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Photoshop and Color Calibrated Card

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Anonymous
August 16, 2005 2:41:29 PM

Archived from groups: rec.photo.digital (More info?)

Hi All,

I saw a magazine article that showed a color calibration card and
Photoshop plugin combination to help correct colour.

The color calibration card was three colours, black, white, and 18%
grey. The idea was to include this card in one of your pictures, then
the plugin could correct for the color for the entire set of pictures
in that particular series.

I've done many searches, but I can't find who makes it.

Is this a good way of achieving good color? is there a better way of
accomplishing the same thing?

Thanks for your help!

Regards,
Chris.

--
Check me out: http://uhler.smugmug.com
Anonymous
August 16, 2005 2:55:39 PM

Archived from groups: rec.photo.digital (More info?)

>Uhler writes ...
>
>The color calibration card was three colours, black, white, and 18%
>grey. The idea was to include this card in one of your pictures, then
>the plugin could correct for the color for the entire set of pictures
>in that particular series.

Basically all this is doing is setting the proper white balance. If
you have a digital camera and are shooting RAW you can correct for this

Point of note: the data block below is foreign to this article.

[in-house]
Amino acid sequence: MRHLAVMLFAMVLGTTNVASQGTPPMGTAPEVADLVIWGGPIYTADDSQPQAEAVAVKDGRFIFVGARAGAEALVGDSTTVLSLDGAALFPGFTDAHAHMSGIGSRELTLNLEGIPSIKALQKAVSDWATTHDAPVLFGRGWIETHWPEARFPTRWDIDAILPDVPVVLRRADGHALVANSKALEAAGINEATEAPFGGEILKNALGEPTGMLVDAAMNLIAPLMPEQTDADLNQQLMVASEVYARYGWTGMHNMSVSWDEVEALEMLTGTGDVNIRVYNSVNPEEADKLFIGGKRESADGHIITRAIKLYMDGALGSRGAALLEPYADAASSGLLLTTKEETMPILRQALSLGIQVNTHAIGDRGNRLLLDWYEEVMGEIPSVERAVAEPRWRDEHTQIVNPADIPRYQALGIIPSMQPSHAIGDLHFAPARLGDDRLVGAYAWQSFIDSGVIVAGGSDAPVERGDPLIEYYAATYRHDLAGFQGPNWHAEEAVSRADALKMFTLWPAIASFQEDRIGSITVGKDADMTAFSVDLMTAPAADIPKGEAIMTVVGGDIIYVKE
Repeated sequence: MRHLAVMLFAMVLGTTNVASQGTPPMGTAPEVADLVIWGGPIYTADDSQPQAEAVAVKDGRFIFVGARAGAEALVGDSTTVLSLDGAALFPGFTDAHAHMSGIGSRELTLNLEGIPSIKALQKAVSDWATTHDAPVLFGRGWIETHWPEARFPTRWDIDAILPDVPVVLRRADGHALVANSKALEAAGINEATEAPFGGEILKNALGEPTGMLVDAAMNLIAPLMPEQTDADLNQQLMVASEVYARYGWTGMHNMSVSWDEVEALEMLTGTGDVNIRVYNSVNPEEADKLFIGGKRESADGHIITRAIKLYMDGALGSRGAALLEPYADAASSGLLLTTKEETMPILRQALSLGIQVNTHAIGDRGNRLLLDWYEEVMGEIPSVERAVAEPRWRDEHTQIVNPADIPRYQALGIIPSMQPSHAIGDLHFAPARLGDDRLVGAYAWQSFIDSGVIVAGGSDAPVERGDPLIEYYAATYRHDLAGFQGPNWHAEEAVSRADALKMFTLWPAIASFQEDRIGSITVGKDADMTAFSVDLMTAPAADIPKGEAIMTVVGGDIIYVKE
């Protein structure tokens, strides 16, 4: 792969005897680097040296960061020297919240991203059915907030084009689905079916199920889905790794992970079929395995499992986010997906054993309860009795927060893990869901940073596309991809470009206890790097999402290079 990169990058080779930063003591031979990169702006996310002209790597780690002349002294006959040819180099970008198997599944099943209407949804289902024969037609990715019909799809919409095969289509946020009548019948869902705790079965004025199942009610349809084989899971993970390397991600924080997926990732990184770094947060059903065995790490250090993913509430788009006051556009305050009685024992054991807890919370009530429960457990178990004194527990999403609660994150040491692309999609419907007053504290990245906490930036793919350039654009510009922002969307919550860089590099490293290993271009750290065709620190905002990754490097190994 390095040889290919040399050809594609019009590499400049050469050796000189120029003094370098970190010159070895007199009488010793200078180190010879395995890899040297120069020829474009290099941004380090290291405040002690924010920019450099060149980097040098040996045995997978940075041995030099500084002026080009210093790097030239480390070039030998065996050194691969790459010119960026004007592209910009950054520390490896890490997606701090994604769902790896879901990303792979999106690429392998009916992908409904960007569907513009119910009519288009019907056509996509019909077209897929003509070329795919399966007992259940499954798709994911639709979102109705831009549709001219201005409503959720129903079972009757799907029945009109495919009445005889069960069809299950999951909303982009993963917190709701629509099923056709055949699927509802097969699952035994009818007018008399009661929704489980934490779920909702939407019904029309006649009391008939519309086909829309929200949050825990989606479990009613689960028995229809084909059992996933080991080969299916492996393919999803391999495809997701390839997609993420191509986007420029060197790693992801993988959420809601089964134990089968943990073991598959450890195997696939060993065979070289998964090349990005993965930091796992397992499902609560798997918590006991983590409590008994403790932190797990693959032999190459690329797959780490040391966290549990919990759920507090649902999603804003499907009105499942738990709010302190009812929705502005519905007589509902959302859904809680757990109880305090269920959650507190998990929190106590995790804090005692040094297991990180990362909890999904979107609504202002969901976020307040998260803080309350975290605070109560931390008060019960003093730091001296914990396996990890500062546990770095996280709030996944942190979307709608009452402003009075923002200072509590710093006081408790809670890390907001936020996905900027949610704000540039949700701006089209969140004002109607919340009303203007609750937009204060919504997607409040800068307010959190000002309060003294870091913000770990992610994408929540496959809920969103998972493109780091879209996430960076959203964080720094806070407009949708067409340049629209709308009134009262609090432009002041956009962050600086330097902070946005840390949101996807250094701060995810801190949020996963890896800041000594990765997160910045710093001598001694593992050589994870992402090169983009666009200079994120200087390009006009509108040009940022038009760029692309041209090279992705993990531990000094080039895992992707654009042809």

in the raw converter, or if you have a converted file (or film scan)
you can use the eye dropper in Levels or Curves to click on the grey
patch. Once you have the right setting you can apply that setting to
other RAW images or you can save off the settings in Levels or Curves
and apply them to a folder of images with an action and a batch
process, assuming the color of the light is the same (typically this
occurs when using studio flash and is harder to keep constant outdoors
or with mixed light).

>Is this a good way of achieving good color?

It gives you the right white balance, which is the first step but not
quite the same thing, ie, you can still have poor color even if the
white balance is set right.

>I've done many searches, but I can't find who makes it.

If you have a digital camera you can set a custom white balance and use
it easily. This is often the most accurate way of doing it. For a few
bucks you can buy a simple Kodak Gray card at most camera stores, which
has a 90% reflectance white side and an 18% reflectance neutral gray
side.

Then there's the Whi-Bal, which claims the gray card isn't precise
enough and so offers even more control and precision for a few bucks
more (g). http://www.rawworkflow.com/products/whibal/index.html to
read up on it ... this may have been what you saw in the magazine
article except it's not a plug-in. Not sure why they say you would
need the plug-in since you can do it easily enough with the built-in
Photoshop tools, so long as you have a neutral reference.

Bill
Anonymous
August 16, 2005 4:11:47 PM

Archived from groups: rec.photo.digital (More info?)

Bill Hilton wrote:
> >Uhler writes ...
> >
> >The color calibration card was three colours, black, white, and 18%
> >grey. The idea was to include this card in one of your pictures, then
> >the plugin could correct for the color for the entire set of pictures
> >in that particular series.
>